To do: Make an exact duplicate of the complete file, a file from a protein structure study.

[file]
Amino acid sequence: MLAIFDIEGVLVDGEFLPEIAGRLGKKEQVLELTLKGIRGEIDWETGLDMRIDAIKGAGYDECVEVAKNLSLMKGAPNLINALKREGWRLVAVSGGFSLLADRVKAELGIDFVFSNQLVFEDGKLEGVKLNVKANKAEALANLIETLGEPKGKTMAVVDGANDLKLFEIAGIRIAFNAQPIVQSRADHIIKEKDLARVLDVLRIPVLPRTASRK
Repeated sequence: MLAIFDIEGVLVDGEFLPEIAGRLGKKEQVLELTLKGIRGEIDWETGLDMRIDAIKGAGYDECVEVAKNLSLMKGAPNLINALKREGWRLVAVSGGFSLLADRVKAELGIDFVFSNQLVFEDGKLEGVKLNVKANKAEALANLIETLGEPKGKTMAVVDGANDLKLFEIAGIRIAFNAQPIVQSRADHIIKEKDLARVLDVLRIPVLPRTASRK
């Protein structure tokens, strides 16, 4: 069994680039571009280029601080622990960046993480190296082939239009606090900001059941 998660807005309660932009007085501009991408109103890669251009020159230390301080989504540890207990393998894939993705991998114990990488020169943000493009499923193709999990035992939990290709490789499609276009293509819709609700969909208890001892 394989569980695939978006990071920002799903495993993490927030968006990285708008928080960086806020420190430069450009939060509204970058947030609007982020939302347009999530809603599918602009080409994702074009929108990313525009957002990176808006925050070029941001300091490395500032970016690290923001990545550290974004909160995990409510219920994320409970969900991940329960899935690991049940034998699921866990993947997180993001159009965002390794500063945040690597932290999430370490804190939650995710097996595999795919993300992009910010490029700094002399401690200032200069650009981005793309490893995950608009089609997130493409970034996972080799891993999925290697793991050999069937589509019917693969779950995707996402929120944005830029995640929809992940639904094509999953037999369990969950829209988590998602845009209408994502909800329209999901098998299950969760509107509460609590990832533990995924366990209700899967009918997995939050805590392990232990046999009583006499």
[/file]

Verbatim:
Amino acid sequence: MLAIFDIEGVLVDGEFLPEIAGRLGKKEQVLELTLKGIRGEIDWETGLDMRIDAIKGAGYDECVEVAKNLSLMKGAPNLINALKREGWRLVAVSGGFSLLADRVKAELGIDFVFSNQLVFEDGKLEGVKLNVKANKAEALANLIETLGEPKGKTMAVVDGANDLKLFEIAGIRIAFNAQPIVQSRADHIIKEKDLARVLDVLRIPVLPRTASRK
Repeated sequence: MLAIFDIEGVLVDGEFLPEIAGRLGKKEQVLELTLKGIRGEIDWETGLDMRIDAIKGAGYDECVEVAKNLSLMKGAPNLINALKREGWRLVAVSGGFSLLADRVKAELGIDFVFSNQLVFEDGKLEGVKLNVKANKAEALANLIETLGEPKGKTMAVVDGANDLKLFEIAGIRIAFNAQPIVQSRADHIIKEKDLARVLDVLRIPVLPRTASRK
């Protein structure tokens, strides 16, 4: 069994680039571009280029601080622990960046993480190296082939239009606090900001059941 998660807005309660932009007085501009991408109103890669251009020159230390301080989504540890207990393998894939993705991998114990990488020169943000493009499923193709999990035992939990290709490789499609276009293509819709609700969909208890001892 394989569980695939978006990071920002799903495993993490927030968006990285708008928080960086806020420190430069450009939060509204970058947030609007982020939302347009999530809603599918602009080409994702074009929108990313525009957002990176808006925050070029941001300091490395500032970016690290923001990545550290974004909160995990409510219920994320409970969900991940329960899935690991049940034998699921866990993947997180993001159009965002390794500063945040690597932290999430370490804190939650995710097996595999795919993300992009910010490029700094002399401690200032200069650009981005793309490893995950608009089609997130493409970034996972080799891993999925290697793991050999069937589509019917693969779950995707996402929120944005830029995640929809992940639904094509999953037999369990969950829209988590998602845009209408994502909800329209999901098998299950969760509107509460609590990832533990995924366990209700899967009918997995939050805590392990232990046999009583006499």